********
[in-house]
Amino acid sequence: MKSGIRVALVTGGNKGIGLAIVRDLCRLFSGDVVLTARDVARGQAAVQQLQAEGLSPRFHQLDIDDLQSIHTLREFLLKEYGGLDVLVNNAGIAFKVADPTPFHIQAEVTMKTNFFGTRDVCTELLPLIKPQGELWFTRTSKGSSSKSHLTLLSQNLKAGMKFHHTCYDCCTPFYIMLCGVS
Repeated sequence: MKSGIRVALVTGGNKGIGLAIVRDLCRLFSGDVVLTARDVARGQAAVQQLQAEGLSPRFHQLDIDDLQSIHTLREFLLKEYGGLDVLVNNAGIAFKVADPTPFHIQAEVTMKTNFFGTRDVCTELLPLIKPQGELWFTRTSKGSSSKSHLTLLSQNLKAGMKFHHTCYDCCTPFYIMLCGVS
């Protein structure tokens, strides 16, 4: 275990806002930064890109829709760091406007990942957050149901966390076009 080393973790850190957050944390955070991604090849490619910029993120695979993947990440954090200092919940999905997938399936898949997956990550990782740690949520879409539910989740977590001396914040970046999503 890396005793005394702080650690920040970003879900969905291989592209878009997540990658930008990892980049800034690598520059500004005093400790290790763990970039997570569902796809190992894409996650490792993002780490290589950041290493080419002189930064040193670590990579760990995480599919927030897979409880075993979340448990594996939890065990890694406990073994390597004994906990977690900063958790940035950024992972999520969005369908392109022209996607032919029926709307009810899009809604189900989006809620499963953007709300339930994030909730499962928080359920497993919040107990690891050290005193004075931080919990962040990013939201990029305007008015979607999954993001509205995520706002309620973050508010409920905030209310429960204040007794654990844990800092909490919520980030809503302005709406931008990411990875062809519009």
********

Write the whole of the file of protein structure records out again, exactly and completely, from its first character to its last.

[in-house]
Amino acid sequence: MKSGIRVALVTGGNKGIGLAIVRDLCRLFSGDVVLTARDVARGQAAVQQLQAEGLSPRFHQLDIDDLQSIHTLREFLLKEYGGLDVLVNNAGIAFKVADPTPFHIQAEVTMKTNFFGTRDVCTELLPLIKPQGELWFTRTSKGSSSKSHLTLLSQNLKAGMKFHHTCYDCCTPFYIMLCGVS
Repeated sequence: MKSGIRVALVTGGNKGIGLAIVRDLCRLFSGDVVLTARDVARGQAAVQQLQAEGLSPRFHQLDIDDLQSIHTLREFLLKEYGGLDVLVNNAGIAFKVADPTPFHIQAEVTMKTNFFGTRDVCTELLPLIKPQGELWFTRTSKGSSSKSHLTLLSQNLKAGMKFHHTCYDCCTPFYIMLCGVS
């Protein structure tokens, strides 16, 4: 275990806002930064890109829709760091406007990942957050149901966390076009 080393973790850190957050944390955070991604090849490619910029993120695979993947990440954090200092919940999905997938399936898949997956990550990782740690949520879409539910989740977590001396914040970046999503 890396005793005394702080650690920040970003879900969905291989592209878009997540990658930008990892980049800034690598520059500004005093400790290790763990970039997570569902796809190992894409996650490792993002780490290589950041290493080419002189930064040193670590990579760990995480599919927030897979409880075993979340448990594996939890065990890694406990073994390597004994906990977690900063958790940035950024992972999520969005369908392109022209996607032919029926709307009810899009809604189900989006809620499963953007709300339930994030909730499962928080359920497993919040107990690891050290005193004075931080919990962040990013939201990029305007008015979607999954993001509205995520706002309620973050508010409920905030209310429960204040007794654990844990800092909490919520980030809503302005709406931008990411990875062809519009």